Women in Medical Science: Gertrude Elion

Gertrude Elion was born January 23, 1918 in New York City. In school, she enjoyed and excelled in all of her classes, but when it came time to choose a major for college, a family experience led her choice.

In 1937, Gertrude graduated from Hunter College with a degree in chemistry. Upon graduation, Elion began studying at New York University in the evenings and on weekends, while substitute teaching in New York City Public Schools during the day. She taught physics, chemistry, and other sciences. In 1941 she obtained her Master of Science in the field of chemistry.

By this time, World War II had begun and there was a shortage of chemists in industrial laboratories. Although I was finally able to get a job in a laboratory, it was not in research. I did analytical quality control work for a major food company. After a year and a half, during which I learned a good deal about instrumentation, I became restless because the work was so repetitive and I was no longer learning anything. I applied to employment agencies for a research job, and was chosen to go to a laboratory at Johnson and Johnson in New Jersey. Unfortunately, that laboratory was disbanded after about six months. At that time I was offered a number of positions in research laboratories but the one which intrigued me most was a position as assistant to George Hitchings. – Getrude Elion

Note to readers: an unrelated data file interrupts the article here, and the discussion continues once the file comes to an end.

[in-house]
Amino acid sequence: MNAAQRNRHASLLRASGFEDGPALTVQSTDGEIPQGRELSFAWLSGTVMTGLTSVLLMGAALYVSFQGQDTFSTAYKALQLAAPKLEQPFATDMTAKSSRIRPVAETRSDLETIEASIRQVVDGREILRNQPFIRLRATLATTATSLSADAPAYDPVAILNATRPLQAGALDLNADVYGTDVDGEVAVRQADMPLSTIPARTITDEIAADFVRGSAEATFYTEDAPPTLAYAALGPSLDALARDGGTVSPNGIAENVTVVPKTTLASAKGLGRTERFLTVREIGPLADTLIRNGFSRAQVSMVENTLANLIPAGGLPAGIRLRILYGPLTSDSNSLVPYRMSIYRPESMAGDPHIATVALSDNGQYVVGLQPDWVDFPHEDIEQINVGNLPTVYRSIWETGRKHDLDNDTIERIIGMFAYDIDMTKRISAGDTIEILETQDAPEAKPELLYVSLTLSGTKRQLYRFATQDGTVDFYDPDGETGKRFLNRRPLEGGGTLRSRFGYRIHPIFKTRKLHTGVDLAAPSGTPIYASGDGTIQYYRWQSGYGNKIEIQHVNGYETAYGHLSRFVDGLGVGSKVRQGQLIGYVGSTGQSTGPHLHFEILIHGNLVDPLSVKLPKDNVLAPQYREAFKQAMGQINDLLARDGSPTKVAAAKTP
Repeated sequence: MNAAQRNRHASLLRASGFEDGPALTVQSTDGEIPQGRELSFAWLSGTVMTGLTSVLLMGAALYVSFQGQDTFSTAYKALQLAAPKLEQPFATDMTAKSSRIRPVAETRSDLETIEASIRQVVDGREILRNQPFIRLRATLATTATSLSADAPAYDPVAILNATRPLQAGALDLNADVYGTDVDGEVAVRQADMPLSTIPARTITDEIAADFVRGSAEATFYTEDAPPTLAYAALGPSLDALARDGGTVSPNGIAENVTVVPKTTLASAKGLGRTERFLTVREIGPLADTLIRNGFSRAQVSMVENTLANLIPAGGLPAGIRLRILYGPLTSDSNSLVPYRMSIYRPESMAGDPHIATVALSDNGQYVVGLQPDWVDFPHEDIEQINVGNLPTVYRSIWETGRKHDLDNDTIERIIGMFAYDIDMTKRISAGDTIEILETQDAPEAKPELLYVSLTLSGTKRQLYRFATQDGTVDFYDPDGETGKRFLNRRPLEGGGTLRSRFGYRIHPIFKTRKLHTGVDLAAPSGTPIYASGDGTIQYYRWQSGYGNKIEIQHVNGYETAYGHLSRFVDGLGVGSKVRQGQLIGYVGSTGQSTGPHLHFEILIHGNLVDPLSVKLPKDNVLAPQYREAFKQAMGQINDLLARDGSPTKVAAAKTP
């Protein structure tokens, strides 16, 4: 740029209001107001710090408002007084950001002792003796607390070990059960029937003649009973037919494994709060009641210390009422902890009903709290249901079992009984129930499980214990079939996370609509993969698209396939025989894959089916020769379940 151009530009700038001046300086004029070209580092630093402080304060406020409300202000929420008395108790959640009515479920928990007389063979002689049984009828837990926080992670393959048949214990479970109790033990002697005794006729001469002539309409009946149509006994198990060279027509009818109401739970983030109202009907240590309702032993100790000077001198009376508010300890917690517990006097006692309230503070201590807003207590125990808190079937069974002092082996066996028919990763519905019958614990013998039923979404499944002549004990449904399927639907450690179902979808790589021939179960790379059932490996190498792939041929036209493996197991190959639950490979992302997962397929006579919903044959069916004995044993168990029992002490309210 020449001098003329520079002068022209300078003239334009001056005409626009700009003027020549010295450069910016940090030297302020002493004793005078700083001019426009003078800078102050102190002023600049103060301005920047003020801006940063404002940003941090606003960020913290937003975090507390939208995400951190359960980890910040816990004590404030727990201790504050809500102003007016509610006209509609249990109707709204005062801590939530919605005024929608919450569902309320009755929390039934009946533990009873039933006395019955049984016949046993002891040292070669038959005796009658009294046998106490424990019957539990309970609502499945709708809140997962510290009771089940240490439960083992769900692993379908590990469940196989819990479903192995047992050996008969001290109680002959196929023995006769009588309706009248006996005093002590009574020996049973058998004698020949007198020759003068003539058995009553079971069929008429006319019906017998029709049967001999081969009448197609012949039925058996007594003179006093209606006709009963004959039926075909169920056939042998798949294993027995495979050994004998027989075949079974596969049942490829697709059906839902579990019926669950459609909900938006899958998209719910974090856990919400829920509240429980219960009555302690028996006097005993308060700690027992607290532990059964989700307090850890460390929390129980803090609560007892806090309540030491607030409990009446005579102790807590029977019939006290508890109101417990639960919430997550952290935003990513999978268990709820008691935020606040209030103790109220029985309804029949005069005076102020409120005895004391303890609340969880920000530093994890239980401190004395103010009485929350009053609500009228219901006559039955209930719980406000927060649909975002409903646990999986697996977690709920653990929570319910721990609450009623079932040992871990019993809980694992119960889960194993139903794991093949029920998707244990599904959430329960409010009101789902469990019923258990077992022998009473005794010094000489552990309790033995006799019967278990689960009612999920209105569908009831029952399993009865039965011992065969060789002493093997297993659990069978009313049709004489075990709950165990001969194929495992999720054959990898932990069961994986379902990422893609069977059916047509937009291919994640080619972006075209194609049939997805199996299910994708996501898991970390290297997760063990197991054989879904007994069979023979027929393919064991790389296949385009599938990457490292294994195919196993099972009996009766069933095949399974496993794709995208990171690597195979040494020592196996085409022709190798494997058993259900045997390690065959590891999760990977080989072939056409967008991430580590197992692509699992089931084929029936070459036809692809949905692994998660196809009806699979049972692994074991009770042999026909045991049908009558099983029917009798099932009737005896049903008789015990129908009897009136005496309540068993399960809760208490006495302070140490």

In this position, Elion expanded her expertise from solely chemistry to pharmacology, immunology, and other relevant sciences.

Elion and Hitchings in their laboratory.
Elion and Hitchings in their laboratory.

During this period, Elion was also working to get her doctorate by going to school at night at Brooklyn Polytechnic Institute. After several years of commuting to night classes, Elion was told she could no longer attend part-time, and must study full-time to obtain her doctorate. It was at this time that she decided to abandon her doctorate studies and remain at her job.

Gertrude 3

Throughout her career, Elion took part in developing treatments for several ailments, like leukemia, cancer, gout, and malaria. Later in her career, she assisted in the adaptation of AZT, a drug used to treat AIDS. She went on to receive the Nobel Prize in Medicine alongside George Hitchings and received honorary doctorate degrees from George Washington University, Brown University, and the University of Michigan.

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